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Number of Pages: 400
Vendor: Tyndale House
Publication Date: 2009
|Dimensions: 8.25 X 5.50 (inches)|
I believed everything my daddy told me until I walked into Wal-Mart and saw my picture on a little poster . . . For as long as she can remember, June Bug and her father have traveled the back roads of the country in their beat-up RV, spending many nights parked at Wal-Mart. One morning, as she walks past the greeter at the front of the store, her eyes are drawn to the pictures of missing children, where she is shocked to see herself. This discovery begins a quest for the truth about her father, the mother he rarely speaks about, and ultimately herself. But when her fathers past catches up with them, forces beyond his control draw them back to Dogwood, West Virginia, down a winding path that will change their lives forever.
From page one, the tone of the book immediately envelopes the reader into the setting. The attention to and description of details involves the reader in the story, and the fresh, original analogies maintain the readers interest. Fabrys ability to allow the reader to develop relationships with the characters is perhaps the strongest aspect of the novel. One notable weakness involves Fabrys lack of build-up to create tension at critical moments in the story; and, although background of characters is certainly important, there were small chunks of background that werent essential to the story.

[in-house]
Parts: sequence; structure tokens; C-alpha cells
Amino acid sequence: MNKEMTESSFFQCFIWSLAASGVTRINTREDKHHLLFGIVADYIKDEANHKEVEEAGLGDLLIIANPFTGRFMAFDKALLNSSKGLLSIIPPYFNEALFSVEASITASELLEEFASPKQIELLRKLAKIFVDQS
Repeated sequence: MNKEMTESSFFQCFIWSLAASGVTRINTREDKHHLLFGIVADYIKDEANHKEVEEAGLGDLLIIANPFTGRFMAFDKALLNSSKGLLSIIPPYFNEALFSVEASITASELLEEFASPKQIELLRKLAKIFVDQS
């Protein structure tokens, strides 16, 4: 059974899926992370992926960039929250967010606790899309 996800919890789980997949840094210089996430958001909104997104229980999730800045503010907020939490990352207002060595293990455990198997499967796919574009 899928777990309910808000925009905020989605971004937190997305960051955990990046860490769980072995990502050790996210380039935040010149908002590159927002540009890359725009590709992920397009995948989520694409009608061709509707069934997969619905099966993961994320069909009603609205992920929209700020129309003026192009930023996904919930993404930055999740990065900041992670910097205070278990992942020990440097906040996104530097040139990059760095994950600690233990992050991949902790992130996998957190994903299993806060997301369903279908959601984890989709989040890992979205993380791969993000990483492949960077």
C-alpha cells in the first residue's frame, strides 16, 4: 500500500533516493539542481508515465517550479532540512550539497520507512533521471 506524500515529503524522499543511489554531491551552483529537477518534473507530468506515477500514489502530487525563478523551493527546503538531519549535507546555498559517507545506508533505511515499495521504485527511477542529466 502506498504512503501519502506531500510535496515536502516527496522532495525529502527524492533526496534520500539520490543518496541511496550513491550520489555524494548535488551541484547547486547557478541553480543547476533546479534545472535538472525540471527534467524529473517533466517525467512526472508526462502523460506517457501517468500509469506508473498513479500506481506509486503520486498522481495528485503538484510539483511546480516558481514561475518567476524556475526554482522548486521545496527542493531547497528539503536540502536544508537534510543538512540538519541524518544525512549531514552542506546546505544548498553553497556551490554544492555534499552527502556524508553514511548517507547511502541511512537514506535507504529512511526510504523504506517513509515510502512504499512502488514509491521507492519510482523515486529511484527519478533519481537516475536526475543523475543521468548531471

Although the novel doesnt begin with a character in moral depravity and end with his or her salvation, Christianity is an undercurrent throughout the story. June Bug recounts a time at a VBS in which she prayed and received Jesus. Other characters beliefs are stated or implied. It is left to the reader to discover why certain characters believe the way they do, and whether it is right or wrong. Although Bible verses arent referred to, Matthew 18:3, I tell you the truth, unless you change and become like little children, you will never enter the kingdom of heaven, is evident in June Bugs simple, trusting faith. However, the theme of Christianity could easily be removed from the book without altering the storyline.
For those in search of a good book, June Bug certainly qualifies, leaving readers wishing for more pages after the last one is read. Also worth mentioning are the themes of kidnapping, semi-violent flashbacks, and sexual predators present in the book, making it appropriate for readers fourteen years of age and older. Emily Morgan, www.ChristianBookPreviews.com